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The Oldest Profession
Boystown Paintings and Drawings 2022

by Henry Vermillion

A hundred and fifty years ago Toulouse Lautrec and Degas painted now famous scenes of Parisian nightclubs and bordellos. The feminist Germaine Greer reminded us that Titian, Picasso and many, many other respected artists painted prostitutes as models, and concluded that "Prostitution and painting go hand in hand." In Bellas Artes in Mexico City, Clemente Orozco painted some of the strongest realities of the world's oldest profession.

The unromantic reality in Mexico is that prostitution is legal in 13 states. Along the U.S.-Mexican border, the word "Boystown," refers not to the old Spencer Tracy film about a boys' orphanage, but to the six or seven Mexican border towns with areas set apart for prostitution, usually places away from the town itself. In México, they're called "zonas de tolerancia" or "Zona Roja".

Having grown up in Texas and later having been stationed in the Army in Austin, I knew about the Mexican Boystowns. Years later, after having left Texas, in a used book store I was surprised to find a book with that title. It was full of photos all taken by the ubiquitous cameramen in the bars and clubs there. They quickly develop the pictures and sell them to the cowboys and college kids there as souvenirs. I recently made a series of drawing from the photos and now have made a dozen or so paintings from them, and plan to exhibit them in SMA in July and August.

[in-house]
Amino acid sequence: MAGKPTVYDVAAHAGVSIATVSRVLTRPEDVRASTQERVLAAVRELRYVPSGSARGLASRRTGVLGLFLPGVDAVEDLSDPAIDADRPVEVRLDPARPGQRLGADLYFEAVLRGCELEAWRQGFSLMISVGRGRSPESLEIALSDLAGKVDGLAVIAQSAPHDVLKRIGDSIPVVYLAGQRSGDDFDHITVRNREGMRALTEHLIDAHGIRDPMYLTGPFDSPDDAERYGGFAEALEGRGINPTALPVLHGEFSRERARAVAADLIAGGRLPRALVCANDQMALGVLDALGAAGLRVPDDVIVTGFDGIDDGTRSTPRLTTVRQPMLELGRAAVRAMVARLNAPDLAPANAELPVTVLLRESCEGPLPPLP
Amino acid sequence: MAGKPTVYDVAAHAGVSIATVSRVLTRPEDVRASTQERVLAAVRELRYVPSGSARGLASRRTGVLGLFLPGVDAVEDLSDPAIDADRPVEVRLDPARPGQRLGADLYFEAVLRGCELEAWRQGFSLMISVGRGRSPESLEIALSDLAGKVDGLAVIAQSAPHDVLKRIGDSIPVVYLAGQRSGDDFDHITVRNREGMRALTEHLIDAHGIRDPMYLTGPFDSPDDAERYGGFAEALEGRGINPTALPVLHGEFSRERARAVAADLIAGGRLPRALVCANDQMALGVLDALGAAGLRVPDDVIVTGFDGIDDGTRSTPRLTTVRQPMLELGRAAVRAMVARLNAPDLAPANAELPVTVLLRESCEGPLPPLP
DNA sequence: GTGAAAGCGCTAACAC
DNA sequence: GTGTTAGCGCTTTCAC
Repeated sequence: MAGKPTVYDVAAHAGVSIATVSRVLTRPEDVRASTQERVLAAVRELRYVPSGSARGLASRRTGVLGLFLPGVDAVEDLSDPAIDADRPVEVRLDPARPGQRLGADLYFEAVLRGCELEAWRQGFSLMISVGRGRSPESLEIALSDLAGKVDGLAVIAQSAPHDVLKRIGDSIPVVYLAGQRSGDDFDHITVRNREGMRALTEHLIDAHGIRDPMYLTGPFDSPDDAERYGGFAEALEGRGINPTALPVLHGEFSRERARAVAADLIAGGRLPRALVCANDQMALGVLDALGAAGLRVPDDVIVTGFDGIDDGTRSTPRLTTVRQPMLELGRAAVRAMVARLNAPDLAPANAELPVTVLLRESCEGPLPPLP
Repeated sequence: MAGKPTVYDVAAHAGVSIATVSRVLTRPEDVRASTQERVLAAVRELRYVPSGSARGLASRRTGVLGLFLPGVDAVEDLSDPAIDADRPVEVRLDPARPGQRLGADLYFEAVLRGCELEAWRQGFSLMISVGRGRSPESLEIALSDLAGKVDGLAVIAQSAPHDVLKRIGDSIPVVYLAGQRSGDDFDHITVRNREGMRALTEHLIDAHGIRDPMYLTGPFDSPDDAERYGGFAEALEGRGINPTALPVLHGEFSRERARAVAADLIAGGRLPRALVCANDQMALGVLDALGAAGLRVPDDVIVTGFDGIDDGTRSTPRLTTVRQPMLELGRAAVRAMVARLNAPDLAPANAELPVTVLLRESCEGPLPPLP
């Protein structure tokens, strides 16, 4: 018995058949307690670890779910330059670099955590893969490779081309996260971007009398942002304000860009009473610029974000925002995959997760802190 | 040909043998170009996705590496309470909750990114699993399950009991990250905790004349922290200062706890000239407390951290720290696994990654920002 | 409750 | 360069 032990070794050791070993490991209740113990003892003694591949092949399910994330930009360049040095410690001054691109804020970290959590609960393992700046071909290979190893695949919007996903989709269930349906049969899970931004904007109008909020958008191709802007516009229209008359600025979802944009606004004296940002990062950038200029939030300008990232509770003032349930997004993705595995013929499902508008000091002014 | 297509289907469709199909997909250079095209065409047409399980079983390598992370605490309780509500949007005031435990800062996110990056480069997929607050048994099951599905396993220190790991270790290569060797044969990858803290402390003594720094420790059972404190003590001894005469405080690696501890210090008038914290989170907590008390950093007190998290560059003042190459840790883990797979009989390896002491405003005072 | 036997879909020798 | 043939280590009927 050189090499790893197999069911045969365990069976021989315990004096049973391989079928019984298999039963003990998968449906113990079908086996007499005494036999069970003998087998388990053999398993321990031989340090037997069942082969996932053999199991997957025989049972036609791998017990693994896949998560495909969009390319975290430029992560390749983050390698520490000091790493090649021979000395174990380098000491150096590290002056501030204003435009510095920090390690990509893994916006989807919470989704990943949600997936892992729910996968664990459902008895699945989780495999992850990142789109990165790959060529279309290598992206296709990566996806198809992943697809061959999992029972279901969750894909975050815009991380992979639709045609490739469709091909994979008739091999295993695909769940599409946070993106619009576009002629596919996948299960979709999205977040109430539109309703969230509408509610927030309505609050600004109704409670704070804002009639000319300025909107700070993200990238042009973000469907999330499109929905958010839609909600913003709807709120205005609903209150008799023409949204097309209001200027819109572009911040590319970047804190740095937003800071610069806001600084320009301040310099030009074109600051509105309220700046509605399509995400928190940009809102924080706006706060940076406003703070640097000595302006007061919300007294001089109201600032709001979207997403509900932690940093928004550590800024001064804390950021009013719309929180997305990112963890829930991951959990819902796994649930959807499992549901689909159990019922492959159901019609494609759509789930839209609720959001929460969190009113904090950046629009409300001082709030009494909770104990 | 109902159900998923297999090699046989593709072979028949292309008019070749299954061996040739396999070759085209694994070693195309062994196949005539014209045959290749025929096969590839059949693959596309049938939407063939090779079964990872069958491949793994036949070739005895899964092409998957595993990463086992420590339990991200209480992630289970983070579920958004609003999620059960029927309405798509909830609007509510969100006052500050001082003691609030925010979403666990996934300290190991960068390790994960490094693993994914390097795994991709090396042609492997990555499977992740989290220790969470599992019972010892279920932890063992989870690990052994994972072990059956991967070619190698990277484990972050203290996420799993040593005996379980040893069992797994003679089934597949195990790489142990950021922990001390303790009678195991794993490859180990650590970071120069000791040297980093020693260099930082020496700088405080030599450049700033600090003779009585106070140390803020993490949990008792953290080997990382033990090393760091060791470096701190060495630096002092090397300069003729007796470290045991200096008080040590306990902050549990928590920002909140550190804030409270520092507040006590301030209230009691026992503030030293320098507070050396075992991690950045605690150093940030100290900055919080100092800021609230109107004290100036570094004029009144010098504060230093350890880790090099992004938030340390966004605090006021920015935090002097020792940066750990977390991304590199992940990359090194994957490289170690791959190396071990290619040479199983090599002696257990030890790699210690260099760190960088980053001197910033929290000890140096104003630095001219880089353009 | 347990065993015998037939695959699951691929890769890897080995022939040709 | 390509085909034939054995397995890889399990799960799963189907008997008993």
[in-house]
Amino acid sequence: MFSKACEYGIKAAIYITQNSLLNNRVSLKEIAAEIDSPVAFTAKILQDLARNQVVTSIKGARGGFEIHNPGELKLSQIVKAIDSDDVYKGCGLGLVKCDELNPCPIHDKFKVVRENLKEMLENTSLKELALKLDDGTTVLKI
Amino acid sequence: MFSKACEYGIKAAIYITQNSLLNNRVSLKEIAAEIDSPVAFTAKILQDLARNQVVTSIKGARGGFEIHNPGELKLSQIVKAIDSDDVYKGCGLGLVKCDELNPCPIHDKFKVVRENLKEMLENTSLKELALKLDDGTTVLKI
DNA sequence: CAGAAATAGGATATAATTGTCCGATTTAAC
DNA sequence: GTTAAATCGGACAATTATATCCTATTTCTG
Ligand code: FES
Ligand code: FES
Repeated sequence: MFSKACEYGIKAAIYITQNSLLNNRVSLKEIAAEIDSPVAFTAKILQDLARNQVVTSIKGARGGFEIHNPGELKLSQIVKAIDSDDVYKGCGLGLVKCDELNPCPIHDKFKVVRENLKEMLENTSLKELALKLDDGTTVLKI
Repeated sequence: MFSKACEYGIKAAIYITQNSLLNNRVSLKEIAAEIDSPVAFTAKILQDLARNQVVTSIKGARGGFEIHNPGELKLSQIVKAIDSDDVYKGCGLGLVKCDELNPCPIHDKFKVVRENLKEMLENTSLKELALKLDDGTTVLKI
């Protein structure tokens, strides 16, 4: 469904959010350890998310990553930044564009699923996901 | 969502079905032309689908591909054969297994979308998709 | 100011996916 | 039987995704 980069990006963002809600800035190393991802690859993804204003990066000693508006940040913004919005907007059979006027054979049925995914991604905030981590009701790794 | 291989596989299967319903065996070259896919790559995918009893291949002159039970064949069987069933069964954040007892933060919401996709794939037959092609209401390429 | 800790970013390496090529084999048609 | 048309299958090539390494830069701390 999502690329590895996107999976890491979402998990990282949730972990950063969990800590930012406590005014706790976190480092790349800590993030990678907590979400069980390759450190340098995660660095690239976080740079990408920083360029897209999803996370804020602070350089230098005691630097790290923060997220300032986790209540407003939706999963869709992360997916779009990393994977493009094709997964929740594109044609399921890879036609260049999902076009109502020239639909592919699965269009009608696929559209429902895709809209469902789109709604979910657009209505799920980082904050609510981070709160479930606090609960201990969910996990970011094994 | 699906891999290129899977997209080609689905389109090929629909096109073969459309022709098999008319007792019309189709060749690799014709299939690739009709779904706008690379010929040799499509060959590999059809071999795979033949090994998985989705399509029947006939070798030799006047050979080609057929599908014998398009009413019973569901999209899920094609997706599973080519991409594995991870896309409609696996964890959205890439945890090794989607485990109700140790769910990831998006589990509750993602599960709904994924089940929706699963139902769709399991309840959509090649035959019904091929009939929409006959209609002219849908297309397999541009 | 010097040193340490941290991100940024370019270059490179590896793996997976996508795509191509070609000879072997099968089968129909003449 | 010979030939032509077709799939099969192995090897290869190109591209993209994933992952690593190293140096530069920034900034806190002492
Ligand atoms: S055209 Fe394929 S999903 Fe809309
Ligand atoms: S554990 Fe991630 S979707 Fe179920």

Of course, these places are far from the glamourous images of the dance halls in Montmartre Lautrec left us (though Boystown clubs always had live music and, sometimes, showgirls), but they are still a gritty human record of a certain time and place.


Henry Vermillion was born in El Paso, and grew up in small towns in Texas and New Mexico. He graduated from the University of New Mexico in Albuquerque, with degrees in English literature and biology. He studied Social Work in the MSW program at the University of Texas in Austin.

He is a U.S. Army veteran. In Raleigh, North Carolina, he was president of the non-profit Wake Visual Arts Association. In 1995, he was awarded the Raleigh Medal of the Arts.

In November of 1992, Henry, his wife Britt Zaist, and five other painters opened the co-op Galeria Izamal, which, until its closing in January of 2022, was San Miguel's oldest art gallery.


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